The Many Sides of M-Commerce | Syncfusion Blogs
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The Many Sides of M-Commerce

Physical stores have been in competition with e-commerce for nearly three decades. In recent years, many chain stores have been forced to close many or all of their locations, having lost thousands in revenue to online retailers that can afford to charge less. But today, those e-commerce sites have a new competitor: mobile, or m-commerce, has found traction with a number of shoppers. According to comScore, mobile shopping surpassed online shopping in June 2013, with consumers spending 55% of their time on retail websites using mobile devices instead of desktops and laptops. This number is expected to continue rising over the next two years, which raises unique sets of challenges for retailers, developers, and mobile device providers.

For retailers that already have e-commerce sites, m-commerce provides an opportunity to expand existing outreach to a larger, younger audience. However, some companies with popular e-commerce sites may be concerned that the cost involved in tailoring a site for mobile devices may not be worth the return. It can also be difficult to keep up with multi-channel sales; tracking inventory, pricing, shipping, and customer shopping patterns can all contribute to a successful m-commerce model, but only if you have the tools to evaluate the information. Syncfusion had the opportunity to help one large retailer do just that, translating to three years of work and over 1,000 development hours saved by using the PivotGrid control to track this vital information.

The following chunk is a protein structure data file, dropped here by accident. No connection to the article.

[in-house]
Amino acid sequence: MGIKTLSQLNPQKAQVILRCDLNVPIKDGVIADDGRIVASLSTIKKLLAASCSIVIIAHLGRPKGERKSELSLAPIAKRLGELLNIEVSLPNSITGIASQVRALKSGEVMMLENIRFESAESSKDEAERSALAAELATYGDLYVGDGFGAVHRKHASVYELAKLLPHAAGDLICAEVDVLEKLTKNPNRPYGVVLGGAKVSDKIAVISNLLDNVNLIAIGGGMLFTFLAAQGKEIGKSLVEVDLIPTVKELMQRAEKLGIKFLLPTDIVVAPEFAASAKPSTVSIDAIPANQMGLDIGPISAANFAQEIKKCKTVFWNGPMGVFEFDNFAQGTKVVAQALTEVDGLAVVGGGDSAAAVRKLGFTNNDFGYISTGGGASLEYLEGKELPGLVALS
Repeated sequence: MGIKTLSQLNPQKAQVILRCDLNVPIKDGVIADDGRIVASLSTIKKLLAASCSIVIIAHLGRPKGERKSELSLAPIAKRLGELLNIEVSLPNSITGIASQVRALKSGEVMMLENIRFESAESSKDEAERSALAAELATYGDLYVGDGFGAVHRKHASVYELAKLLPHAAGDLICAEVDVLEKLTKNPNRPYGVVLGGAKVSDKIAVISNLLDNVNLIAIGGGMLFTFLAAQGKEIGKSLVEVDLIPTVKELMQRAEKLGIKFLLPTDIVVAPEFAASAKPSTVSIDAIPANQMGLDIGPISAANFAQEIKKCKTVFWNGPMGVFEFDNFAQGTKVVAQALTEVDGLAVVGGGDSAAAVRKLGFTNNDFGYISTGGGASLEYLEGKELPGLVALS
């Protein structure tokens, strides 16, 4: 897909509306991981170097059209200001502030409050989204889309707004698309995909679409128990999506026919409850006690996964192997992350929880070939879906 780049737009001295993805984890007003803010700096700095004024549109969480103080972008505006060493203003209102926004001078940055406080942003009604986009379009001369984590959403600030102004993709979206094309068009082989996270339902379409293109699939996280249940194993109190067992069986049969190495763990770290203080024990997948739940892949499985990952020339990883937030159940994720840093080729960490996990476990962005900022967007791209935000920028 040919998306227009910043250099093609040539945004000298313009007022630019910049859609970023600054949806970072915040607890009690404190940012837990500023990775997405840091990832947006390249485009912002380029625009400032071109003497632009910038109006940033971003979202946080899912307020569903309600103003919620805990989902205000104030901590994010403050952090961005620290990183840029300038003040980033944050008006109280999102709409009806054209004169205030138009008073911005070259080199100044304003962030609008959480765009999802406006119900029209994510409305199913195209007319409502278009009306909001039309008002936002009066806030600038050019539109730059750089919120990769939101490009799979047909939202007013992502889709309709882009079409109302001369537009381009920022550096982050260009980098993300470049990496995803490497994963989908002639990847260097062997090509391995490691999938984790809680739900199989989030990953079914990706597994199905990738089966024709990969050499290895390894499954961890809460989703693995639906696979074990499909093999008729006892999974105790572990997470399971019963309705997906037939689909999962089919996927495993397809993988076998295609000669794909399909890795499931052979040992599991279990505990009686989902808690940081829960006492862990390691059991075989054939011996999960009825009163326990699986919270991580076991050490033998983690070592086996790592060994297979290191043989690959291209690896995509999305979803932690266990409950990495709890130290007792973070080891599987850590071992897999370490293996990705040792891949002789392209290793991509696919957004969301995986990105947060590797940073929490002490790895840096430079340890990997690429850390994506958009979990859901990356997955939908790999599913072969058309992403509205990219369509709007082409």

The complexities involved in keeping up with m-commerce are daunting, and many retailers are searching for ways to stay ahead. Shoppers around the world are being encouraged to join loyalty programs—not unlike grocery store reward cards—using their mobile phones to sign up for coupons and discounts. Target, Starbucks, and a variety of other big-name retailers provide customers with the option to use mobile wallet services to load money into an account and use their phones to pay at the checkout line. Stores like Sears and Kmart now offer layaway programs that can be used to order, track, and pay off large purchases over time via mobile device. Some recent startups, such as Everlane and Warby Parker, have chosen to operate almost exclusively online, limiting the cost of maintaining physical storefronts and passing the savings on to customers.

While it is still unclear which strategy is the most effective when marketing to mobile shoppers, it may mean a shift in focus for some developers. Considering the rise in online sales during three major U.S. holiday shopping days in 2013 (Thanksgiving, Black Friday, and Cyber Monday), total e-commerce grew 24% from 2012 to $4.6 billion according to Business Insider, and mobile shopping accounted for $940 million of those purchases. It is clear that retailers should be investing in mobile development; the question is whether to invest in an app, a mobile site, mobile advertising, or all three?